Juliet Gordon "Daisy" Low - A Centennial Tribute

The Story of Daisy's Gift to Girls Everywhere

One Hundred Years of Girl Scouts ~

The Girl Scouts have been active in America for almost 100 years. This year is the most exciting because it is the centennial year!. All girl scouts should know the story of their founder, and how she established an organization through which girls develop their power to succeed in the world. This hub is my "thank you" card to Juliette, a most remarkable woman.

My Girl Scout Days

My girl scout sash, the bandanna I loved to take to camp, and the friendship stick from camp
My girl scout sash, the bandanna I loved to take to camp, and the friendship stick from camp | Source

Birth, Childhood, and Family History ~

Juliette Gordon Low was born on October 31, 1860 and lived most of her life in Savannah, Georgia. When she was born, her father said, "she's going to be a daisy," and this is how "Daisy" became her nickname,

Daisy Low was a very unique young lady with lots of energy. She loved to play outdoors with her siblings and cousins, care for animals, write, act, draw, and paint. She was also a great storyteller. Her favorite story to hear and tell was about her great-great-grandmother Eleanor, who was captured by Seneca Chief Cornplanter, who called her "Little ship at full sail." She also loved being called this name by her grandparents.

Adulthood Adventures

In 1886, she married William Mackay Low, whom she nicknamed "Billow." He was a traditional English gentleman who loved to travel and lead hunting parties, so she was left many days on her own at their home in England, which they named Wellesbourne. While her husband was away, she wrote letters to her family, carved a mantelpiece, created many oil paintings of their hunting dogs, and attended social gatherings. She also learned ironmongery from a local Blacksmith. With the knowledge she learned from him, she made her own tools and created an iron gate for the entrance to their home. It was during this time that she also made friends with Rudyard Kipling.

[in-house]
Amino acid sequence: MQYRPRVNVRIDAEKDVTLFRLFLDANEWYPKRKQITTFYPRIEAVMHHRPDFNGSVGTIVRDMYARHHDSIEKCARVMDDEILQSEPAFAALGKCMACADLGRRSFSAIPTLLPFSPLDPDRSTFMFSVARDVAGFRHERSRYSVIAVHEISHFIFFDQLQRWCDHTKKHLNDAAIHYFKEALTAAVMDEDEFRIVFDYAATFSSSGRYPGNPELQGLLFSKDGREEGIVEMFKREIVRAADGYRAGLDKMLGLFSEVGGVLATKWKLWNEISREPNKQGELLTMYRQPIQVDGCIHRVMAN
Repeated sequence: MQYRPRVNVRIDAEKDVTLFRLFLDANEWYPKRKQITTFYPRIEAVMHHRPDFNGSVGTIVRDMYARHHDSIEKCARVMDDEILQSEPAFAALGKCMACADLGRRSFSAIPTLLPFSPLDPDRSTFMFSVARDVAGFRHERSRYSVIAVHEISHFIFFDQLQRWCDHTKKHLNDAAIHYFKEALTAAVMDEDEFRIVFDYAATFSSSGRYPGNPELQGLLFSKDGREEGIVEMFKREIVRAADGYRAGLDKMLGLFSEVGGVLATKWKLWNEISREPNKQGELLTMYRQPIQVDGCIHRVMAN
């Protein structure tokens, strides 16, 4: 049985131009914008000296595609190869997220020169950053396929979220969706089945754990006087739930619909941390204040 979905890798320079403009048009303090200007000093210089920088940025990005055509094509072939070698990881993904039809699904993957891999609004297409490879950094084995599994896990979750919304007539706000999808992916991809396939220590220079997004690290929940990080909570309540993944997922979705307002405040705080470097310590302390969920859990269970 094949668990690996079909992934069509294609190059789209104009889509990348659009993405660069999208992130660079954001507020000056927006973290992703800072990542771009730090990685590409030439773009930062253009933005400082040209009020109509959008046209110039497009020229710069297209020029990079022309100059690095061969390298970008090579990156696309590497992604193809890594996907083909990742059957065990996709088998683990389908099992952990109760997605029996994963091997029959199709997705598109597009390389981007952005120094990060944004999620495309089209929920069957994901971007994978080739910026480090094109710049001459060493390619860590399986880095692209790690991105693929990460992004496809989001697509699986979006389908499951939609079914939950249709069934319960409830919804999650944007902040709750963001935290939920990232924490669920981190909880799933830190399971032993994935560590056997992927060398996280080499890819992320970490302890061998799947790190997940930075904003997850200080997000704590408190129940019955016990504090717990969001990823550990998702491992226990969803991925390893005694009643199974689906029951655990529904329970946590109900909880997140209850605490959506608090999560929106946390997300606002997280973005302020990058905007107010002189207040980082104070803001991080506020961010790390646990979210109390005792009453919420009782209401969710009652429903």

Daisy Low had a generous heart, so during the Spanish American War (1898), during which her father was a general, she helped soldiers in the convalescent hospitals. On one occasion, she walked many miles to milk a cow, a skill she learned as a child, so that the soldiers with fever would survive the night.

Because Daisy did not bear any children of her own, was very generous and caring toward her nieces and nephews. She took them traveling and always spent Christmas with her family.

In the early 1900s she lost her hearing because a doctor treated an earache with mercury. But this did not deter her from her travels and striving to learn new skills. She kept her usual pace and was much beloved by her family and friends.

In 1910, she turned 50 years old, and marked this milestone by traveling to Paris to take sculpting classes.

Books about Daisy and the Girl Scouts

The Beginning of a Remarkable Journey

In 1911, Daisy attended a luncheon in England and met Sir Robert Baden-Powell, who was the founder of the Boy Scouts. His goals for the boys were to foster a sense of service to their country and to guide them to develop the skills and qualities that would enable them to be self-sufficient, honorable, and skillful citizens throughout their lives. This inspired Daisy to begin a movement that would do the same for girls, which she called "Girl Guides" in the U.K.

In August of 1911, Daisy invited a group of 7 girls to her home in Scotland, Lochs Castle, for their first Girl Guides meeting. She taught them to read a map, tie a knot, and commit to memory the Girl Guide Promise. She fed them tea, biscuits, and strawberries with cream.

Daisy and the girls had a wonderful first meeting, so they continued to meet each Saturday morning. During these meetings, she taught them sewing skills so that they could make their own uniforms, first aid, cooking simple meals, and spinning (which she learned to do in order to teach them), and bought chickens for them to raise for eggs. One of her adult guests was a naturalist, so he taught the girls to identify wild plants and animals.

One of her goals was to foster self-reliance in the girls, and ways to earn money for their families so that they did not have to leave their homes to take factory jobs far away. When she was in London, she arranged with a shop owner to purchase all of the yarn that the Scottish girls spun. She recruited the local postmistress to lead the group while she left to begin others.

Her success with this first group encouraged her to start two troops in London. She taught these girls to also sew their own uniforms, cook, and play sports such as basketball. When she was ready to return to the United States to initiate scouting activities in the U.S., she recruited women to take over as leaders for the two troops that had been established.